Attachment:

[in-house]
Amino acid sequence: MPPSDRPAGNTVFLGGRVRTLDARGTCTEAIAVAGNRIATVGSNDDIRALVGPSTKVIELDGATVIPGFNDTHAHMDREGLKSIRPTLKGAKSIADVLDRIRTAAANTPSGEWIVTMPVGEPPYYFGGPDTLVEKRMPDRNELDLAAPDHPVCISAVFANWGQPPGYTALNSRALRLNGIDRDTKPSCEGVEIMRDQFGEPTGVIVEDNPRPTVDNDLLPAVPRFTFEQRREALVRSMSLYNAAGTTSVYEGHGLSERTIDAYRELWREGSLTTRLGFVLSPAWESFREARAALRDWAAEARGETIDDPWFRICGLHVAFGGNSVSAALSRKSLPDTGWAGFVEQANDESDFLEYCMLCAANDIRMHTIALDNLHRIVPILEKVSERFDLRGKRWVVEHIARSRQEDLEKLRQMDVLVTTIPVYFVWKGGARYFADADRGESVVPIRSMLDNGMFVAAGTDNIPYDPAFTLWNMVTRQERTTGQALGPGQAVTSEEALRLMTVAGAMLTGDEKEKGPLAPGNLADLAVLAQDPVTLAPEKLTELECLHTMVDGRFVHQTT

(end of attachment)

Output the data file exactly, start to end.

[in-house]
Amino acid sequence: MPPSDRPAGNTVFLGGRVRTLDARGTCTEAIAVAGNRIATVGSNDDIRALVGPSTKVIELDGATVIPGFNDTHAHMDREGLKSIRPTLKGAKSIADVLDRIRTAAANTPSGEWIVTMPVGEPPYYFGGPDTLVEKRMPDRNELDLAAPDHPVCISAVFANWGQPPGYTALNSRALRLNGIDRDTKPSCEGVEIMRDQFGEPTGVIVEDNPRPTVDNDLLPAVPRFTFEQRREALVRSMSLYNAAGTTSVYEGHGLSERTIDAYRELWREGSLTTRLGFVLSPAWESFREARAALRDWAAEARGETIDDPWFRICGLHVAFGGNSVSAALSRKSLPDTGWAGFVEQANDESDFLEYCMLCAANDIRMHTIALDNLHRIVPILEKVSERFDLRGKRWVVEHIARSRQEDLEKLRQMDVLVTTIPVYFVWKGGARYFADADRGESVVPIRSMLDNGMFVAAGTDNIPYDPAFTLWNMVTRQERTTGQALGPGQAVTSEEALRLMTVAGAMLTGDEKEKGPLAPGNLADLAVLAQDPVTLAPEKLTELECLHTMVDGRFVHQTT